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Ventilation and Exhaust

ENERGY | Design Principles

The most efficient option is natural ventilation, typically via windows that can be opened.

In general, individual fans without ducting are likely to be the most efficient of the mechanical ventilation options. Ducted individual fans can also perform well, as long as the intake, ducting and discharge are reasonably sized. Although not a requirement, fans should have automatic dampers or shutters so that air does not leak through them when they are not operating.

A fan with some form of operation control such as manual on/off or interlocking to the light switch will be considerably more efficient than a continuously operating fan.

Additional options for multi-dwelling developments

For multi-dwelling developments, the individual fan options are likely to be the most efficient of the mechanical ventilation options. Even though the small fans themselves have poor efficiency, this is offset by their short operating time.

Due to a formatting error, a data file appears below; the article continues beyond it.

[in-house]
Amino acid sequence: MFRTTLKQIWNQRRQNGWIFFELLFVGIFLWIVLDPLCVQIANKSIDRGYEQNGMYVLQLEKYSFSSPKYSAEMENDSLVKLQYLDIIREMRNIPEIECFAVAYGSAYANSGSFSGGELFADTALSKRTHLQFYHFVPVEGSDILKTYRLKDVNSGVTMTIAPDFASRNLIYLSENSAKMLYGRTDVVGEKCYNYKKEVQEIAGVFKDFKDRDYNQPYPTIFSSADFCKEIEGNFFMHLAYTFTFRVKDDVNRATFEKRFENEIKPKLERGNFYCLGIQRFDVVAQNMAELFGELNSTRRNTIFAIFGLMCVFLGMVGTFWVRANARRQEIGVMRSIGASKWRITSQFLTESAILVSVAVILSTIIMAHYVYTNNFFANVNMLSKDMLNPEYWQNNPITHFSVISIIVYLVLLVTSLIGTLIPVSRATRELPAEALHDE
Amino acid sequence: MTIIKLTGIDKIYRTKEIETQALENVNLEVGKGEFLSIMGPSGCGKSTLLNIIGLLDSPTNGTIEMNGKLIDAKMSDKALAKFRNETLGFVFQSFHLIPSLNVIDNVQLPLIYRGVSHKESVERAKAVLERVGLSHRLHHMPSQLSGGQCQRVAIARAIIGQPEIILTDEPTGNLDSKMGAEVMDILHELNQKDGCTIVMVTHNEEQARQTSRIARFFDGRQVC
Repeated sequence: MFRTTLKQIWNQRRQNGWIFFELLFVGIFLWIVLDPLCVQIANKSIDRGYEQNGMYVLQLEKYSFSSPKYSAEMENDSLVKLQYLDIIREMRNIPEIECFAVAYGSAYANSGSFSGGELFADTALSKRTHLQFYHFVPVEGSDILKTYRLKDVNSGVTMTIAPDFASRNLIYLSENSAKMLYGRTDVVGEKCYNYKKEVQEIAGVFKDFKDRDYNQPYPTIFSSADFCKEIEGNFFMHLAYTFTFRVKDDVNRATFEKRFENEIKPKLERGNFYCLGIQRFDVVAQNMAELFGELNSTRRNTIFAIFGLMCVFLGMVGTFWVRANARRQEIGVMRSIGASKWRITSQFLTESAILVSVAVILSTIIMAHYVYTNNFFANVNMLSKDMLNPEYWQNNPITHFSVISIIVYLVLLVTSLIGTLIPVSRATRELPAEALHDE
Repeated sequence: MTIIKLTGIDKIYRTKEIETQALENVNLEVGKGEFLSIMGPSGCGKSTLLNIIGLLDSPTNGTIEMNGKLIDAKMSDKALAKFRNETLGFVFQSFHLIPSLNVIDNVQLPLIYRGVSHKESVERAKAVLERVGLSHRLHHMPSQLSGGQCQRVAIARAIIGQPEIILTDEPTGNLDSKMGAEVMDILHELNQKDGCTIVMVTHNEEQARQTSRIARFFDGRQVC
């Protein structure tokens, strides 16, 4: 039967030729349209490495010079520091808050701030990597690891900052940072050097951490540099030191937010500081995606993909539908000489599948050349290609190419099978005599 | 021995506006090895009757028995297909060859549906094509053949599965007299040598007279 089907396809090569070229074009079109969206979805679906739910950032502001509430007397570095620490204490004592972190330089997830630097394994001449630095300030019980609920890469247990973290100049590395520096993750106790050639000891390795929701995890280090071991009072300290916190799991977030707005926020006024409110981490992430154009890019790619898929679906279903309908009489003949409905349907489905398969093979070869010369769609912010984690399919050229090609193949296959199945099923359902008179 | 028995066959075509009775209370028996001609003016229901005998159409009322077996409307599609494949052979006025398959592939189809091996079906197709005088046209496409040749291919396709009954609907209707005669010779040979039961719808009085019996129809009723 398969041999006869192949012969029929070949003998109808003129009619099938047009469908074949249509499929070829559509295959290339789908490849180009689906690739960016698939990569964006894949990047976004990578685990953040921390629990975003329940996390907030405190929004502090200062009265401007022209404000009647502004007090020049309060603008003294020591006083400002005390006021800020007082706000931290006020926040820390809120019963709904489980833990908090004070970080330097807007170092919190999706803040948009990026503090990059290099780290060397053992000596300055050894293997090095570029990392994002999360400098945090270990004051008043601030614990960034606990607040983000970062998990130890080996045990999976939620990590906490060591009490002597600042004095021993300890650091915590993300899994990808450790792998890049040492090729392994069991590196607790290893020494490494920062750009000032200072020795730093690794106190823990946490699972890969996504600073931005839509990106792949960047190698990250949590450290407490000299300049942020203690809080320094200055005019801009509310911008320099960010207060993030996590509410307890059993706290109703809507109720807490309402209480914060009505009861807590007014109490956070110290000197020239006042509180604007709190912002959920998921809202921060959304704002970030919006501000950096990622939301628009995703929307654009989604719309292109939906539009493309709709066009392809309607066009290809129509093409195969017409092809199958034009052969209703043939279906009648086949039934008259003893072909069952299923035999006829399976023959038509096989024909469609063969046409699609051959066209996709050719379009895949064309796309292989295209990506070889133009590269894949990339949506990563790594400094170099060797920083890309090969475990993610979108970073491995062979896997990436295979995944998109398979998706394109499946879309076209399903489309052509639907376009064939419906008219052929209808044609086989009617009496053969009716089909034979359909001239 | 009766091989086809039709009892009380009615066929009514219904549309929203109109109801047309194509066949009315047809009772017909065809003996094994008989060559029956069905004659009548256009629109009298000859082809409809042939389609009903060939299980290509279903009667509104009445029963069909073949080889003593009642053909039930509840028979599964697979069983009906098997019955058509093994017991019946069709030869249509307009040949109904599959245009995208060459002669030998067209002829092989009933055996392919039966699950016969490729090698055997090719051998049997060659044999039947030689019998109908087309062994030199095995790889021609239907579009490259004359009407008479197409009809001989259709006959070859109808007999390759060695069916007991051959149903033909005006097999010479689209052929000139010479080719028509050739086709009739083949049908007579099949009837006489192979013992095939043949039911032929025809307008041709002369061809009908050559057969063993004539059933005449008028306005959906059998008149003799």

Of the central systems, the most efficient is an individual motorised damper into a central duct with an efficient control (e.g. interlocked to light); with the central fan having a variable speed drive. Even though the central fan operates continuously, it has a higher efficiency than the small fans, and the VSD allows the energy to be reduced considerably in periods when few of the connected apartments are operating.

The central ducted system operating continuously scores very poorly in BASIX because it exhausts from all apartments all of the time, so has a constant high energy input.

Last updated: 21/09/2023